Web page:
“She does not seem to mind”, he replied; but then admitted: “I am at a loss what to do.”
We examined the whole situation together. I met Alice, a gentle middle-aged mother with two sons in college. She suffered under her status as secret lover, ‘late-night paramour’ she called it. In the end I firmly recommended to Jan that he leave the priestly ministry, apply for a release of his vow of celibacy and marry Alice.
I am narrating this incident because this is the advice I have given to priests in a number of similar cases. My approach in this was different from that advocated by most religious superiors at the time. They favoured trying to save the person’s priestly state at all costs. I disagreed because it often led to dishonesty, a disregard of the individual’s personal needs and injustice towards the woman in question.
With typical Dutch resolve, Jan acted fast. Within a matter of days he had announced his intention to marry Alice to the school authorities. He moved in with her within a week. He applied to Rome for laicization – I am not sure he received a response. When I saw Jan and Alice next, a few months later, they were genuinely happy together. Unfortunately soon after that, while on a summer holiday in Spain, Jan died in a surfboarding accident on a beach of the Costa Brava.
We can also do damage to ourselves. People who are addicted to smoking, alcohol or drugs, hurt themselves. Addiction to sexual gratification does the same. This can happen, for instance, in uncontrolled masturbation and forms of pornography. Addiction in itself is a weakness rather than a sin, but – if not kept in check – may lead to sins of violence against others.
Love is larger than sex
Contemporary society breeds loneliness. It erodes the traditional buttresses to our self worth: family, parish community, cultural group, the friendly neighbourhood, companionship in the workplace. People starve from a lack of intimacy and healthy friendships. We are ‘the lonely crowd’. We are like Jean-Paul Sartre’s bus passenger standing in a queue with twenty others whom we do not know and do not speak to.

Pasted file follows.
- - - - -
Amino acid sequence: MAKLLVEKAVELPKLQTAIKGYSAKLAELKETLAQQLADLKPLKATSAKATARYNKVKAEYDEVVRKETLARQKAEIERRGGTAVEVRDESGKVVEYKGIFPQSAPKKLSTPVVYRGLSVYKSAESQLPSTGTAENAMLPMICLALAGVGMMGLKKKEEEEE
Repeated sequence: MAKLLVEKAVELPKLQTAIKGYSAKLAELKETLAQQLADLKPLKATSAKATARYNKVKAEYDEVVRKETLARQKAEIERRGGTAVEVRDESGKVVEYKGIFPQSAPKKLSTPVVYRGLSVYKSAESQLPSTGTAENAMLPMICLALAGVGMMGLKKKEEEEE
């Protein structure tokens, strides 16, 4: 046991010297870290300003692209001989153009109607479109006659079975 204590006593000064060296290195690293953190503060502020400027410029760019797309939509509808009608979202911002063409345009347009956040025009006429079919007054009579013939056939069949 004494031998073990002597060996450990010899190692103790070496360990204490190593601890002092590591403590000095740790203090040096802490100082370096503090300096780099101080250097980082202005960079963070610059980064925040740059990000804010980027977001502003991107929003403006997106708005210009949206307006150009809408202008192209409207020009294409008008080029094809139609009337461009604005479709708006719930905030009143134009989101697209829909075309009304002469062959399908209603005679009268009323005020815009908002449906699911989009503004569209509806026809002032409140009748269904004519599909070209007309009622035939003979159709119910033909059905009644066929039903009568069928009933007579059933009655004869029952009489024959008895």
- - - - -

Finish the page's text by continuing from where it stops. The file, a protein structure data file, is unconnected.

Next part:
Love is the anti-dote. Genuine love frees us from loneliness by giving us intimacy and sharing on a deep level. Of course, physical intimacy plays an important part in mutual bonding. But real love gives more and demands more.
I knew Pete Foreman quite well. He had been a classmate of mine. We were ordained on the same day. While Pete worked as a missionary in India, he had fallen in love with Margaret, a religious sister. She was of Irish descent. They had agonized about what to do for almost a year before deciding to return to Europe where they got married. Although Pete was laicized by Rome, both he and Margaret felt they should continue to serve the Church as missionaries. In the end they were accepted as catechists in villages of Saskatchewan in the middle of Canada, villages that were mainly populated by native Indians.
I visited them. By that time they had three children. They lived in a tiny village outside Saskatoon sharing the poverty of the people entrusted to them. The diocese paid them a starvation level salary. In winter, they told me, everything was covered in meters-deep snow. They were in the middle of moving to the centre of town to have better access to a good school for their children. They could make the move because Pete had been promised a job as a teacher in a goal for young offenders.
“Life is tough over here”, Margaret said to me. “But we are very happy.
[i] Anne Wilson Schaef, Escape from Intimacy: Untangling the “Love” Addictions : Sex, Romance, Relationships, Harper, San Francisco 1990.
[ii] Sean Fagan, What Happened so Sin?, The Columba Press, Dublin 2008.
John Wijngaards, My Story – My Thoughts, My code for sex and love